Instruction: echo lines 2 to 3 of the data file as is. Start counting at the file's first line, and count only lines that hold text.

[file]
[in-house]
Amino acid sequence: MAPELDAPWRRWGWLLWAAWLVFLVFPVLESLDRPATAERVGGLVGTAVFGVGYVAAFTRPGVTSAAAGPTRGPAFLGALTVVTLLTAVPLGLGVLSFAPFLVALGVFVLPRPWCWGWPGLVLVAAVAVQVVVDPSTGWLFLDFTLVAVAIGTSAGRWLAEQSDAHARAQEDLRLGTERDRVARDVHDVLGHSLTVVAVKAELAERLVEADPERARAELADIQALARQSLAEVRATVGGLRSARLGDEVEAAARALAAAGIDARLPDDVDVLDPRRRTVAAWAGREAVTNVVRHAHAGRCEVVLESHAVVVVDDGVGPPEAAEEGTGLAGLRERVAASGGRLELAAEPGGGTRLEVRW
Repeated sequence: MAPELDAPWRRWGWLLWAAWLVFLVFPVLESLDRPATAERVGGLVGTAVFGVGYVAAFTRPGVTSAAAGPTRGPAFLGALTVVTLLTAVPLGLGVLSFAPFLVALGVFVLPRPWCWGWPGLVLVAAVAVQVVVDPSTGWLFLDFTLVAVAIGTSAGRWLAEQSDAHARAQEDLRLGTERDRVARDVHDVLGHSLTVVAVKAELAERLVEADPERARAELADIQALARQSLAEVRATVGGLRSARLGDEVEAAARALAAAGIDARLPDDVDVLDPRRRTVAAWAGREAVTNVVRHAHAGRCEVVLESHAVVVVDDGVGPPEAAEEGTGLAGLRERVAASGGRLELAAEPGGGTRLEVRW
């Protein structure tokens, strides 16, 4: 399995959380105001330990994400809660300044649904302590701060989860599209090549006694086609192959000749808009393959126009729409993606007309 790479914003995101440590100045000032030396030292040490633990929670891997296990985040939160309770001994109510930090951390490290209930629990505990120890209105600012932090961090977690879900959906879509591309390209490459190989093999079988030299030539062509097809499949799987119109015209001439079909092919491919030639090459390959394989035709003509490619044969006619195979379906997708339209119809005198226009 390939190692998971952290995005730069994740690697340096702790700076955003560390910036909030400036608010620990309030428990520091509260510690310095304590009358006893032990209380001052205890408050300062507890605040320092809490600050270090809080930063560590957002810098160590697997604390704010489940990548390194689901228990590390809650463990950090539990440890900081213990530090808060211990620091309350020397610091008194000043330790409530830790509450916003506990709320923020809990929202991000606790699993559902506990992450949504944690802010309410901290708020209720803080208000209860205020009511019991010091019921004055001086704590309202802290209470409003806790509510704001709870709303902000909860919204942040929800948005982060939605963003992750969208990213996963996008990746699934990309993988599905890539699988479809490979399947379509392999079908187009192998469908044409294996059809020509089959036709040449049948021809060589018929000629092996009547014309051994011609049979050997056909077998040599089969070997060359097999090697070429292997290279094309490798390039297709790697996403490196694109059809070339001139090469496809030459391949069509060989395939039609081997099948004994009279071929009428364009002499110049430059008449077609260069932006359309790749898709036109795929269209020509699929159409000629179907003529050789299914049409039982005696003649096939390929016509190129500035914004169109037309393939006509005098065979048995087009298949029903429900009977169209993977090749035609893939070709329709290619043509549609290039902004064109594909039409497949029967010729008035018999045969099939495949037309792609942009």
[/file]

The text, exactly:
Amino acid sequence: MAPELDAPWRRWGWLLWAAWLVFLVFPVLESLDRPATAERVGGLVGTAVFGVGYVAAFTRPGVTSAAAGPTRGPAFLGALTVVTLLTAVPLGLGVLSFAPFLVALGVFVLPRPWCWGWPGLVLVAAVAVQVVVDPSTGWLFLDFTLVAVAIGTSAGRWLAEQSDAHARAQEDLRLGTERDRVARDVHDVLGHSLTVVAVKAELAERLVEADPERARAELADIQALARQSLAEVRATVGGLRSARLGDEVEAAARALAAAGIDARLPDDVDVLDPRRRTVAAWAGREAVTNVVRHAHAGRCEVVLESHAVVVVDDGVGPPEAAEEGTGLAGLRERVAASGGRLELAAEPGGGTRLEVRW
Repeated sequence: MAPELDAPWRRWGWLLWAAWLVFLVFPVLESLDRPATAERVGGLVGTAVFGVGYVAAFTRPGVTSAAAGPTRGPAFLGALTVVTLLTAVPLGLGVLSFAPFLVALGVFVLPRPWCWGWPGLVLVAAVAVQVVVDPSTGWLFLDFTLVAVAIGTSAGRWLAEQSDAHARAQEDLRLGTERDRVARDVHDVLGHSLTVVAVKAELAERLVEADPERARAELADIQALARQSLAEVRATVGGLRSARLGDEVEAAARALAAAGIDARLPDDVDVLDPRRRTVAAWAGREAVTNVVRHAHAGRCEVVLESHAVVVVDDGVGPPEAAEEGTGLAGLRERVAASGGRLELAAEPGGGTRLEVRW